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Parkinson's Disease HOL-emblem1-web.GIF (3556 bytes)


BRAND: Eldepryl

Selegiline is a relatively selective, irreversible monoamine oxidase type B (MAO-B) inhibitor. In the brain, MAO-B is partly responsible for the catabolism of dopamine. Selegiline boosts the symptomatic effect of levodopa by slowing the breakdown of levodopa-derived dopamine. Selegiline is known as deprenyl or 1-deprenyl.

Selegiline is beneficial as an adjunct to levodopa for patients who are experiencing a deterioration in the quality of their response. Selegiline delays the need for levodopa in early patients.  For patients with motor fluctuations, selegiline reduces "off" time and extends the short duration response of levodopa. Thus, selegiline provides symptomatic benefit for advanced patients with motor fluctuations. In addition, there is interest in whether selegiline can slow progression of Parkinson's disease. An early retrospective study found that patients on selegiline lived longer than those not on selegiline. In laboratory models, selegiline provides a neuroprotective effect. Although several clinical studies have yielded results which are consistent with a neuroprotective action, this has yet to be conclusively demonstrated in Parkinson's disease patients.

Important Information About Selegiline
bulletDo not take larger doses than are prescribed for you. Larger doses will not have any greater effect, but serious side effects could result.
bulletUse caution when driving, operating machinery, or performing other hazardous activities. selegiline may cause dizziness or drowsiness. If you experience dizziness or drowsiness, avoid these activities.

Side effects of selegiline

Selegiline is generally very well tolerated. Because it is metabolized to amphetamine derivatives, it is typically administered in the morning and at midday rather than in the evening to minimize the potential for insomnia. Some patients experience gastrointestinal side effects. Unusual side effects include increased liver enzymes and aggravation of peptic ulcer disease. When administered concurrently with levodopa, the most common side effect is an exacerbation of dopaminergic adverse effects. if a patient has peak-dose dyskinesias or hallucinations on levodopa, these may worsen with the addition of selegiline. The physician should then lower the levodopa dose to alleviate these symptoms. For patients who have side effects on levodopa/PDI alone, it may be helpful to introduce selegiline at a low dose (one half tablet). This will allow an opportunity to reduce the levodopa dose in response to a worsening of side effects as the selegiline dose is escalated. A reduction of levodopa/PDI of approximately 20% is often required.

If you experience any of the following serious side effects, stop taking selegiline and seek emergency medical attention:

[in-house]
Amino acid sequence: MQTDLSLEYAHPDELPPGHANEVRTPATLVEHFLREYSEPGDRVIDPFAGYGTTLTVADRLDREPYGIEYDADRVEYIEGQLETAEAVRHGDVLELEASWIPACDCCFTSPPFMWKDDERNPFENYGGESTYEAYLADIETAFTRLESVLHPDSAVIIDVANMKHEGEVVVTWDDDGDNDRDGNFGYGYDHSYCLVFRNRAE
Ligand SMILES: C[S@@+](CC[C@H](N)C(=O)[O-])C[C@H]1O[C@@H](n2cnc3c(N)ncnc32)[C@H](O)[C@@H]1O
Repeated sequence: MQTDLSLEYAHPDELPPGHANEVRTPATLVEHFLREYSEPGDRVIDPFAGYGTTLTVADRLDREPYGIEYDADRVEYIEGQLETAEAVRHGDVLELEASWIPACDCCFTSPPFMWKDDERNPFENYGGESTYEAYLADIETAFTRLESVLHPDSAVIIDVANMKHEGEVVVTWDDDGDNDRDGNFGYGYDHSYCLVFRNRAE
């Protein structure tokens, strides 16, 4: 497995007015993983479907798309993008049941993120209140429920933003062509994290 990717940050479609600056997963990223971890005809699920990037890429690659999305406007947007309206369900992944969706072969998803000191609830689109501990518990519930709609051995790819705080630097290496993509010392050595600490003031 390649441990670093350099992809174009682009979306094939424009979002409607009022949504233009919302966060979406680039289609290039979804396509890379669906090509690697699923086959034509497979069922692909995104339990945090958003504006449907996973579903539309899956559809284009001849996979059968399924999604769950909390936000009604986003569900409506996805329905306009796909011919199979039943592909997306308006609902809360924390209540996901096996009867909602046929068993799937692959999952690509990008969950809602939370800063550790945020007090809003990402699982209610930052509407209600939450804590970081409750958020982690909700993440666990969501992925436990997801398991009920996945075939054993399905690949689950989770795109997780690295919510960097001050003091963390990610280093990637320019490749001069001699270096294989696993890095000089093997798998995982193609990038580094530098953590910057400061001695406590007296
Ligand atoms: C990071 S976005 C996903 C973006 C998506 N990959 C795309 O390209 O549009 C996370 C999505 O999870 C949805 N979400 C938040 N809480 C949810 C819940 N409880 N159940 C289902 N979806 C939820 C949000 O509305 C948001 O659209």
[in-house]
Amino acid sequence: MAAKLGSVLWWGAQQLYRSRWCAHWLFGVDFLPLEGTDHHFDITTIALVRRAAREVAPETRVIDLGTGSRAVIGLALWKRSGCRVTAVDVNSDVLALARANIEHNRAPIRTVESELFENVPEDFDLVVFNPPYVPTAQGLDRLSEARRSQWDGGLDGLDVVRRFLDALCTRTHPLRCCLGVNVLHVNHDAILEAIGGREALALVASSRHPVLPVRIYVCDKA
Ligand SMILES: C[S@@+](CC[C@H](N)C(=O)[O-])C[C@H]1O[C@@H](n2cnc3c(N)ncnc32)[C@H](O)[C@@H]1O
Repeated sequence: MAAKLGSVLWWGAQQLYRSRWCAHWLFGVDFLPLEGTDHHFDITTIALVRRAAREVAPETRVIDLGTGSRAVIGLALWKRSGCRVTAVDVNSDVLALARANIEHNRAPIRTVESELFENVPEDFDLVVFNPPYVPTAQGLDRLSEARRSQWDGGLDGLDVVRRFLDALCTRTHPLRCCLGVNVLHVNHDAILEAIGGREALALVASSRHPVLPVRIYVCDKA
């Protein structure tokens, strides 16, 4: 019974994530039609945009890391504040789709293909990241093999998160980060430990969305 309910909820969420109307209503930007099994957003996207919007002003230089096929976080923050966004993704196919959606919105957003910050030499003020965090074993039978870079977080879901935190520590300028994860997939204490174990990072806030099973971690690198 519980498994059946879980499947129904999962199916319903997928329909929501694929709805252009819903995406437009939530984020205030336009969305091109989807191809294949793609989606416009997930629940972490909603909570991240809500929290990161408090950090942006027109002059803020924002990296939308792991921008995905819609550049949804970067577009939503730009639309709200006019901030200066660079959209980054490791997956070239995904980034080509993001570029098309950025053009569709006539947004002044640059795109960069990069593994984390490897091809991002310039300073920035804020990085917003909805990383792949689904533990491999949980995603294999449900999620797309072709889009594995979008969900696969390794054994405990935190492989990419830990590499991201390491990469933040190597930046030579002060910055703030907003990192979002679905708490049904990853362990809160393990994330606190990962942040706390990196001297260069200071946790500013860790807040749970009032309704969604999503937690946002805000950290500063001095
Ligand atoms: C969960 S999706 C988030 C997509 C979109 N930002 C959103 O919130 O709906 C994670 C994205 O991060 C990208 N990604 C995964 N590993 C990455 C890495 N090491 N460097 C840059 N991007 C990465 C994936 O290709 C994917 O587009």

bulletAn allergic reaction (difficulty breathing; closing of your throat; swelling of your lips, tongue, or face; or hives)
bulletA severe headache
bulletRestlessness, agitation, or irritability
bulletUncontrollable or irregular movements

In case of the following less serious side effects , continue to take selegiline and talk to your doctor.
bulletDizziness or drowsiness
bulletNausea, abdominal pain, or diarrhea
bulletInsomnia or vivid dreams
bulletMild confusion, agitation, or anxiety
bulletA mild headache
bulletDry mouth.

Drug Interactions

A constellation of symptoms known as the serotonin syndrome may occur with the use of serotomimetic agents, taken alone or in combination with MAO inhibitors including selegiline. These agents include serotonin reuptake inhibitors, tricyclic and tetracyclic antidepressants, meperidine and other opiates, dextromethorphan, and tryptophan. The syndrome is characterized by various combinations of confusion, agitation, restlessness, rigidity, hyperreflexia, shivering, autonomic instability, myocionus, coma, low grade fever, nausea, diarrhea, diaphoresis, flushing, and rarely rhabdomyolysis and death. Patients taking selegiline should therefore avoid meperidine and other opiates. The actual incidence of serious events when selegiline is used in combination with antidepressants is unclear. As many patients with Parkinson's disease suffer with depression, this issue raises difficult management questions.

Do Not Take Selegiline If

Selegiline should not be taken if you are taking meperidine (Demerol).

Before taking selegiline, tell your doctor if you are taking:
bulletFluoxetine (Prozac), or
bulletMeperidine (Demerol).

Before taking selegiline, tell your doctor if you have any other medical conditions. You may require special monitoring or a special dosage because of other conditions or other medicines that you are taking.

Selegiline is in the FDA pregnancy category C. This means that it is not known whether selegiline will harm an unborn baby. Do not take selegiline without first talking to your doctor if you are pregnant.

It is also not known whether selegiline will harm a nursing infant. Do not take selegiline without first talking to your doctor if you are breast-feeding a baby.

Overdosing on Selegiline

If you take an overdose, seek emergency medical attention.

Symptoms of a selegiline overdose include excitement, irritability, nervousness, insomnia, dizziness, severe headache, hallucinations, weakness, sweating, and seizures.

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